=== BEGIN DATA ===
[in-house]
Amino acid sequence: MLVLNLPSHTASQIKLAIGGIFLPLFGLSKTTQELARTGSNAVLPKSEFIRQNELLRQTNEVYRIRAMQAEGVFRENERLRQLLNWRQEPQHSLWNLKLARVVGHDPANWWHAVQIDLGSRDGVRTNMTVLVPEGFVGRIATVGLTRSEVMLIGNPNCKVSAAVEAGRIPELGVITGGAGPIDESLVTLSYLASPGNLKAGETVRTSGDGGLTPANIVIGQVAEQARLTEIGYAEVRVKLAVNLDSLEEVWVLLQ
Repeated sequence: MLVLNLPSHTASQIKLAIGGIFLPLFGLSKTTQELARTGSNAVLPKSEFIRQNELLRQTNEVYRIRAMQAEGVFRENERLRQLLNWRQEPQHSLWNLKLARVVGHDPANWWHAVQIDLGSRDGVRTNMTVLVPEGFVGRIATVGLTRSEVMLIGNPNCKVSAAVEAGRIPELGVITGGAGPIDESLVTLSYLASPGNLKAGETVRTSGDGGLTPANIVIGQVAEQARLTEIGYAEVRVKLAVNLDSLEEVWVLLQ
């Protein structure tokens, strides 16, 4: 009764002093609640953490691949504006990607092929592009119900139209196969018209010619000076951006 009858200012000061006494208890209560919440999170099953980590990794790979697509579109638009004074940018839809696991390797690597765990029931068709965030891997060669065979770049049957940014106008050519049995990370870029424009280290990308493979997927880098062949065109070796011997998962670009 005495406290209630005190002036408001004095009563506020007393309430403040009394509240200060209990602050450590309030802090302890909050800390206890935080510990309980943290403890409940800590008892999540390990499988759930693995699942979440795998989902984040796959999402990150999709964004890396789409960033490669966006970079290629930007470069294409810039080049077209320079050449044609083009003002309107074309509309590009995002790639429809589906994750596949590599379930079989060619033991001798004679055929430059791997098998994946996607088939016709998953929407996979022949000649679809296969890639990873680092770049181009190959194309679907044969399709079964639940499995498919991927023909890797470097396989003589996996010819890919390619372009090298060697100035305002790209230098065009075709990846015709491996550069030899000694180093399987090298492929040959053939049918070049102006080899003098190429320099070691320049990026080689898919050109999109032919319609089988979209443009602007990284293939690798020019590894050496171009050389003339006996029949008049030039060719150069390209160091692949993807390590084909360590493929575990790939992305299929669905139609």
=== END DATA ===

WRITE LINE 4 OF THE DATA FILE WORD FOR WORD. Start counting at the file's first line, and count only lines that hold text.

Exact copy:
């Protein structure tokens, strides 16, 4: 009764002093609640953490691949504006990607092929592009119900139209196969018209010619000076951006 009858200012000061006494208890209560919440999170099953980590990794790979697509579109638009004074940018839809696991390797690597765990029931068709965030891997060669065979770049049957940014106008050519049995990370870029424009280290990308493979997927880098062949065109070796011997998962670009 005495406290209630005190002036408001004095009563506020007393309430403040009394509240200060209990602050450590309030802090302890909050800390206890935080510990309980943290403890409940800590008892999540390990499988759930693995699942979440795998989902984040796959999402990150999709964004890396789409960033490669966006970079290629930007470069294409810039080049077209320079050449044609083009003002309107074309509309590009995002790639429809589906994750596949590599379930079989060619033991001798004679055929430059791997098998994946996607088939016709998953929407996979022949000649679809296969890639990873680092770049181009190959194309679907044969399709079964639940499995498919991927023909890797470097396989003589996996010819890919390619372009090298060697100035305002790209230098065009075709990846015709491996550069030899000694180093399987090298492929040959053939049918070049102006080899003098190429320099070691320049990026080689898919050109999109032919319609089988979209443009602007990284293939690798020019590894050496171009050389003339006996029949008049030039060719150069390209160091692949993807390590084909360590493929575990790939992305299929669905139609």